3 Tips on Becoming an Elite Pitcher


Being an elite pitcher is much, MUCH more than just throwing absolute gas. Everyone wants to be the next Gerrit Cole or Jacob DeGrom, but what a lot of people don’t see is that yes, they may throw in the upper 90’s, but that is only one component to their success. Pitching is like a game of chess. Every pitch should have a purpose, and getting a batter out is like a checkmate. Want to know how to up your mound presence? Check out these 3 ways to pitch like an elite pitcher!


  1. Own the Plate.

When pitching, location is everything. When you’re younger and sometimes even through your high school years, you can get away with mistakes here and there (Not always, but a good chunk of the time). If you want to be elite, you need to own ALL parts of the plate, meaning you have to be able to hit locations. When you are pitching and you can move the ball from the outside part to the inside part, then back to the outside, you’re already one step ahead. If you have the time, check out any highlight reel on Greg Maddux. First thing you will notice is that he did not have the velocity that some of today’s pitchers have, but the man could put the ball anywhere he wanted. Learn that location is everything and watch batters always be off balance.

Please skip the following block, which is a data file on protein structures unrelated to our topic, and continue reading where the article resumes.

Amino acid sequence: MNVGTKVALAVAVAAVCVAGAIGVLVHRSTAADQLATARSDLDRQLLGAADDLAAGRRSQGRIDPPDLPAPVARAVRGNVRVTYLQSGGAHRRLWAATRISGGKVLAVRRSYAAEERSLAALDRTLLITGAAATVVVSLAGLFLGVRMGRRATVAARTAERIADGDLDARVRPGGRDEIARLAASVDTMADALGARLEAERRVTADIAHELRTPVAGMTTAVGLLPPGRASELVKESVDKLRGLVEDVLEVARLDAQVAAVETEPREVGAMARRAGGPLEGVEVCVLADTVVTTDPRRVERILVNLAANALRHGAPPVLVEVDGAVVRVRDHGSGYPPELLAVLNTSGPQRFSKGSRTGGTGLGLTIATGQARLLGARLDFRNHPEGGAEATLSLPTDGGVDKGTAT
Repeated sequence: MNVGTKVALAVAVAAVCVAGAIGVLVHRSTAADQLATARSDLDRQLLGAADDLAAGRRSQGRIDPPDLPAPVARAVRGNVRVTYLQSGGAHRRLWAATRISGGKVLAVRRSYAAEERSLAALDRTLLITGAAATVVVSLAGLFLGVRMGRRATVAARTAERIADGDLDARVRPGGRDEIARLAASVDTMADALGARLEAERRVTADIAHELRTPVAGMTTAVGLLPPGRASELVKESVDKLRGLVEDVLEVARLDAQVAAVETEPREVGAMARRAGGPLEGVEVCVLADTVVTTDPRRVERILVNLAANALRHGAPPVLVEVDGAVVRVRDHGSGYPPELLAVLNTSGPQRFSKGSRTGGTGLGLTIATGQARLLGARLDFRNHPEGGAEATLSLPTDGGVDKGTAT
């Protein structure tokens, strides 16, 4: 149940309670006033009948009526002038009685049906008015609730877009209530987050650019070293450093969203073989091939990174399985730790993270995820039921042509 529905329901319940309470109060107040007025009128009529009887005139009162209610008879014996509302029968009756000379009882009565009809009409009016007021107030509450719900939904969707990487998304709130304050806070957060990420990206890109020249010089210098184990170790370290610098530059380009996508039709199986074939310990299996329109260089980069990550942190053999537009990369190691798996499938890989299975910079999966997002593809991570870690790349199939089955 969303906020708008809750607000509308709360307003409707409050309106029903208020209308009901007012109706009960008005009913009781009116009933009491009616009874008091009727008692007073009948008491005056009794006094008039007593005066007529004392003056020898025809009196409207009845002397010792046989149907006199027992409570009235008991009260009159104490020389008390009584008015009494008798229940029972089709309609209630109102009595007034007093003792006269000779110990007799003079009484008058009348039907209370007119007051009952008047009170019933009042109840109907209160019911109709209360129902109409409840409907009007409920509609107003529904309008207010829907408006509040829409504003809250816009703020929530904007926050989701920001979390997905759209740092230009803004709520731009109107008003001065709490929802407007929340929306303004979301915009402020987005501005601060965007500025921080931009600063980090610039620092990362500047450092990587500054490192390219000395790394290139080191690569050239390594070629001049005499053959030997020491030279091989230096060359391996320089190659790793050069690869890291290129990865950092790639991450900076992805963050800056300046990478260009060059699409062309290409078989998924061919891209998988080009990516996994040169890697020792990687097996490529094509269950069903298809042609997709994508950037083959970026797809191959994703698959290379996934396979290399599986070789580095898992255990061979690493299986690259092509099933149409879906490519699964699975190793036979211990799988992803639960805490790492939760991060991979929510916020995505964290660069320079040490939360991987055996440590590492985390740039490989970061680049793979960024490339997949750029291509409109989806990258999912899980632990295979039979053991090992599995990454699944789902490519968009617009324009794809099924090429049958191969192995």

1. Velocity isn’t Everything.

I love comparing these tips to pro players because if you want to watch examples or see these tips in action, it is the easiest way to do so. For this tip, Bartolo Colon was the KING of perceived velocity. Like I said earlier, pitching is like a game of chess. Every pitch should serve a purpose and every pitch should be used to set up the next one. Colon was great in his early days because he DID have the velo like elite pitchers do today, but as he got older, that velo didn’t stay. As he aged, he found something that worked better: throw your fastball off your breaking stuff. If you can properly execute your off-speed pitches, your fastball looks 10x faster. He would execute his off-speed pitches so well, that, and I quote, his fastball looked and felt like a bowling ball. So he may have only thrown 88-90mph late in his career, but with great off-speed, his fastball appeared just like it did early in his career. Execute off-speed, spot up with your fastball and watch batters get blown away.


  1. Recovery

As an ex-collegiate pitcher myself, the one thing I wish I took more seriously was my recovery and arm care. Now more than ever, you are seeing more and more injuries in pitchers. Why is that? Well, lots of reasons. One is that baseball players are lifting and training now more than ever. Which means more power and velocity, which is great, but the downside is that it is adding much more stress to your elbow and shoulder. Your recovery routine should be something that a pitcher takes extremely seriously because not only does it help you play better, but it extends your career. Take days off when you need to, use weighted balls, prime your body to take on the strain that pitching causes, and most importantly: STRETCH! Whether it’s before, during, after, or all the above – take care of your arm and listen to your body. Too many kids try to be tough and throw through pain, but I can promise you, it is not worth it. Stay smart and play for as long as you can!